Integrating high-performance III-V devices on the mature silicon platform has been a long pursuit over the past few decades. Direct epitaxial growth offers an alternative technology to bonding. Using nano-patterned Si substrates, we created III-V on silicon templates with low defect density and smooth surface morphology for laser growth. Such antiphase-domain (APD)-free III-V on silicon compliant templates with high crystalline quality (benchmarked by narrow XRD halfwidths) are grown without the need of special off-cut substrates and/or Ge buffer. In collaboration with groups at Harvard and UCSB, we have demonstrated optically-pumped micro-disk lasers (MDLs) epitaxially grown on silicon with single mode lasing at communication wavelengths up to room temperature. Growth of the InAs quantum dots (QDs) gain medium was carried out by MBE or MOCVD on compliant templates prepared by MOCVD. Additional defect filtering techniques have been employed to minimize the impact of the highly lattice-mismatched heteroepitaxial growth on (001) silicon. Compared with quantum wells, the multi-stack InAs QDs are less sensitive to residual defects originated from the hetero-interfaces. Use of QDs in a micro-disk resonant cavity with minimized non-radiative surface recombination leads to low-threshold lasing in the MDLs a few microns in diameter. Highly ordered in-plane GaAs and InP nanowires on V-grooved Si are being explored for various device applications.Biography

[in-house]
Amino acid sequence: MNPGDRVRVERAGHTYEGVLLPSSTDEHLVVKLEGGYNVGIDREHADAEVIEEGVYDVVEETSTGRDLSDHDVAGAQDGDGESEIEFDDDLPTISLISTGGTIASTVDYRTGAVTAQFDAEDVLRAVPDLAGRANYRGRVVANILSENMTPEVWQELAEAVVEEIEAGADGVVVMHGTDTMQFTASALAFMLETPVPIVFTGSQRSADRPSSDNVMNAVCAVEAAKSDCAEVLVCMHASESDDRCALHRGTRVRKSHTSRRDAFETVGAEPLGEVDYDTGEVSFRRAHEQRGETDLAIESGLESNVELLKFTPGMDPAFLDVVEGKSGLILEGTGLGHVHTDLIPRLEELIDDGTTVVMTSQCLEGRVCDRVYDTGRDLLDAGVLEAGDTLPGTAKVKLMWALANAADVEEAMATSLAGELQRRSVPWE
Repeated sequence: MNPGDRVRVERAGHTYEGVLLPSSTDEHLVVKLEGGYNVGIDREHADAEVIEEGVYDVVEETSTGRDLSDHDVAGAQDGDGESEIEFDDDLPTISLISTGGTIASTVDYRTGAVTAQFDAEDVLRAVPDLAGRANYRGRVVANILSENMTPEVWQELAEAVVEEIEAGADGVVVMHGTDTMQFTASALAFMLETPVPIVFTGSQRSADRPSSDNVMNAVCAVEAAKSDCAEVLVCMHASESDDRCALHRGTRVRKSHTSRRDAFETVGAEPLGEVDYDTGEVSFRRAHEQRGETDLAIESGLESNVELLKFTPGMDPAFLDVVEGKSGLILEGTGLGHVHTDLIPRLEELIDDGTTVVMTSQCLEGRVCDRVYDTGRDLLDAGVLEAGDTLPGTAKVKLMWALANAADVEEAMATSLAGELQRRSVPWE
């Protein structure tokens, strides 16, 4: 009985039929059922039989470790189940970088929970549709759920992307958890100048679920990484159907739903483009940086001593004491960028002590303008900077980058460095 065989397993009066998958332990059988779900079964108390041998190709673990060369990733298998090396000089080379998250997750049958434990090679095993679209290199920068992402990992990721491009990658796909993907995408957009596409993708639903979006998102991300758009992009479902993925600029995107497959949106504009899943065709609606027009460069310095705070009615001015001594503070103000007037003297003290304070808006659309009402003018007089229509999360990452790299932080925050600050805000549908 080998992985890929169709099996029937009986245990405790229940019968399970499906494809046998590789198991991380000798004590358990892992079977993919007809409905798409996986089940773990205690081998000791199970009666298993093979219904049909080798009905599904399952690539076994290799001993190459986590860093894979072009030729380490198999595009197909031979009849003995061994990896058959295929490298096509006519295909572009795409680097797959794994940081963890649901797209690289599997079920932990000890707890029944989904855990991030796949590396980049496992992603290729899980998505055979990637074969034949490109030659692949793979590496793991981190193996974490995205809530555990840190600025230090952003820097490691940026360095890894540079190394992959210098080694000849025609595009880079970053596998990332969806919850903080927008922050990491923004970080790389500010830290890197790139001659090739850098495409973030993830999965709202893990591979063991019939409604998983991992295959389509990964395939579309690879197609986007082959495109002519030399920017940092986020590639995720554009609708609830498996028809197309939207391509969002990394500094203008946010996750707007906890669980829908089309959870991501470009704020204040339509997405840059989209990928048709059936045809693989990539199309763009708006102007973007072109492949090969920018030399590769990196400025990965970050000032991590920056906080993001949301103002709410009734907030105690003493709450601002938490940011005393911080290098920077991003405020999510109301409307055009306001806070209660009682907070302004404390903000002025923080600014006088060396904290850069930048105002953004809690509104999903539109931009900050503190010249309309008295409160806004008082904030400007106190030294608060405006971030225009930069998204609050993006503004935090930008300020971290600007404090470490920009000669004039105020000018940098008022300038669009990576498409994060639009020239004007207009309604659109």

Professor Kei May Lau is Fang Professor of Engineering at the Hong Kong University of Science and Technology (HKUST). She received the B.S. and M.S. degrees in physics from the University of Minnesota, Minneapolis, and the Ph.D. degree in Electrical Engineering from Rice University, Houston, Texas. She was on the ECE faculty at the University of Massachusetts/Amherst and initiated MOCVD, compound semiconductor materials and devices programs. Since the fall of 2000, she has been with the ECE Department at HKUST. She established the Photonics Technology Center for R&D effort in III-V materials, optoelectronic, high power, and high-speed devices. Professor Lau is a Fellow of the IEEE, and a recipient of the US National Science Foundation (NSF) Faculty Awards for Women (FAW) Scientists and Engineers (1991) and Croucher Senior Research Fellowship (2008). She is an Editor of the IEEE EDL and Associate Editor of Applied Physics Letters.